Aesop, a new name in the promotional marketing world, was another strong performer. Having made its mark in its previous incarnation as Steam, this year it integrated with branding agency Aesop to form a shop offering 'promotional marketing within a planning framework' on a mission to tell 'brand stories'.
Aesop counts ex-Blur bass player-turned-cheesemaker Alex James among its clients: it has created a brand identity and distinctive packaging design for his cheese range, Cheddar Mozzarella Blankets.
SMP operates under a 'we help you sell more' banner. Its savvy financial thinking led to it being awarded the highest score in the 2010 'Private Plums' survey for financial performance, beating all other UK agencies, regardless of discipline.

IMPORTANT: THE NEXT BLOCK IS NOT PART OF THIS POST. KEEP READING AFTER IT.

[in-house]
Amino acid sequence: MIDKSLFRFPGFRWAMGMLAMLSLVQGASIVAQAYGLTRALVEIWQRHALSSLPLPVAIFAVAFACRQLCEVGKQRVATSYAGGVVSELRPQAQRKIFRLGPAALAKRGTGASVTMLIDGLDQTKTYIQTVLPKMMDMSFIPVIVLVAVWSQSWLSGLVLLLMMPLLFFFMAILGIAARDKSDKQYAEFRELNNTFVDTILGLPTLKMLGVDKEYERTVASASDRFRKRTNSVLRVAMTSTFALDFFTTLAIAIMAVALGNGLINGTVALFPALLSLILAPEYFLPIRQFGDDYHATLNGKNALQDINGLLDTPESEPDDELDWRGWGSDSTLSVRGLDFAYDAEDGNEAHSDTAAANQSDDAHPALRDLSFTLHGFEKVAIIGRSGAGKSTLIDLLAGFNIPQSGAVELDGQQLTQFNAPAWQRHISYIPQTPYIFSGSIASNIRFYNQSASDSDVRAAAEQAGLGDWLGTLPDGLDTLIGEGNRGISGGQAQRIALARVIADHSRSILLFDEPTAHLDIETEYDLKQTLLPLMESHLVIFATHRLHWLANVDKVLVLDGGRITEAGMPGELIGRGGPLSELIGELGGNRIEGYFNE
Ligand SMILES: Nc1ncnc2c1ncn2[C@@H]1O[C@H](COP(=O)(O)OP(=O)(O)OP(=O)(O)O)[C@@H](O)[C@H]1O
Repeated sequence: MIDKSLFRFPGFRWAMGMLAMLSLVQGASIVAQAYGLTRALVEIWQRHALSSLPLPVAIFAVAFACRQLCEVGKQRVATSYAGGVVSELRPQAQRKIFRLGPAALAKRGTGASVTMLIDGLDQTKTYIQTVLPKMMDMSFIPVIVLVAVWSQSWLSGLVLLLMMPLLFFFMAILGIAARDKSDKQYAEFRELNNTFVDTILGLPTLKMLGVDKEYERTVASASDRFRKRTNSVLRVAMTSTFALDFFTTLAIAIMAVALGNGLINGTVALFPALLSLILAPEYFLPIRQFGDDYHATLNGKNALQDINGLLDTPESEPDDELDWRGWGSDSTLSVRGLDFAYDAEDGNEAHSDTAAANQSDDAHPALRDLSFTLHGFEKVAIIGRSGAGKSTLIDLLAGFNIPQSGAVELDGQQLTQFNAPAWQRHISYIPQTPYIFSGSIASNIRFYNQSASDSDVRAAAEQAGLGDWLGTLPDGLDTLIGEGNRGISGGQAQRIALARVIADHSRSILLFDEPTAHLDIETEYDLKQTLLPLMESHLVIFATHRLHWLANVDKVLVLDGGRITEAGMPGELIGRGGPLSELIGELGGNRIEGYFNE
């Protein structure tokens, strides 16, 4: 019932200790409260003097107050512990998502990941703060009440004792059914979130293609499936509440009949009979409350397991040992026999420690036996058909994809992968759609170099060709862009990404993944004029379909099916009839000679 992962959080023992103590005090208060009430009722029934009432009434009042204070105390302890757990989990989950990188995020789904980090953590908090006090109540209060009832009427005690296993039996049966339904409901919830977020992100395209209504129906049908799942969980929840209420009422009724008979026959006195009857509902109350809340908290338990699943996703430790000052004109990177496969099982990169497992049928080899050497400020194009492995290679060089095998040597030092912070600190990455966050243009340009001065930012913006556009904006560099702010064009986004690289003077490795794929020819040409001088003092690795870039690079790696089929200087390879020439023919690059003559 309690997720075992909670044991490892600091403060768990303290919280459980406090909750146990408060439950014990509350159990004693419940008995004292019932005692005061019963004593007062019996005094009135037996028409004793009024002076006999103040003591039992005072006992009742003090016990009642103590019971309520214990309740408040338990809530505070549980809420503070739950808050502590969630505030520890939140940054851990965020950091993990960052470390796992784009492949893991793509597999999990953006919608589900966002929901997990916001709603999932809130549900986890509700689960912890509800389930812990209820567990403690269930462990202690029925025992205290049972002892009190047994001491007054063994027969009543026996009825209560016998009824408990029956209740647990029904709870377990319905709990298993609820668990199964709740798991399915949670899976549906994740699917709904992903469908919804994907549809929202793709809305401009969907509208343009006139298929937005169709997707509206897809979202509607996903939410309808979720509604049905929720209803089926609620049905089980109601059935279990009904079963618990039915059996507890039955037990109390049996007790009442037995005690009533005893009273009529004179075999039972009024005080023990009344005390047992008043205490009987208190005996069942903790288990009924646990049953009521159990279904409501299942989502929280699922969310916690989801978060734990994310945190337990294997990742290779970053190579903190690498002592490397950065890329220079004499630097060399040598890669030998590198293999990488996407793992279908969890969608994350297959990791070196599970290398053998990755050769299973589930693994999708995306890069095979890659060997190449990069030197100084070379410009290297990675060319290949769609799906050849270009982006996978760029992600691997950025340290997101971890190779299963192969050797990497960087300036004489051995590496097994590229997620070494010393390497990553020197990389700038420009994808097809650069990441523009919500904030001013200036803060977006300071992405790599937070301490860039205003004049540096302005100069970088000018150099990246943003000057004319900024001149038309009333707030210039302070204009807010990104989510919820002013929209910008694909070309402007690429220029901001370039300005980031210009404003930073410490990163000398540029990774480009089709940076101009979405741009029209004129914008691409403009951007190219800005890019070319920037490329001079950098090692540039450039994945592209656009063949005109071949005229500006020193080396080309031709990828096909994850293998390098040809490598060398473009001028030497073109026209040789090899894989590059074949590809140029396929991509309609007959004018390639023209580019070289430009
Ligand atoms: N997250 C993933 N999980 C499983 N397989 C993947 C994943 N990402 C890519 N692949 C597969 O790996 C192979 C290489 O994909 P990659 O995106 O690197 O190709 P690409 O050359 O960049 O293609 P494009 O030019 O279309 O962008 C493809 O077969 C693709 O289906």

This year it has added more than £200,000 in revenue through organic growth as well as 11 new clients, including the brief for a multichannel Comic Relief campaign for British Airways.
2010: Billington Cartmell
2009: Billington Cartmell
2008: Billington Cartmell
This article was first published on marketingmagazine.co.uk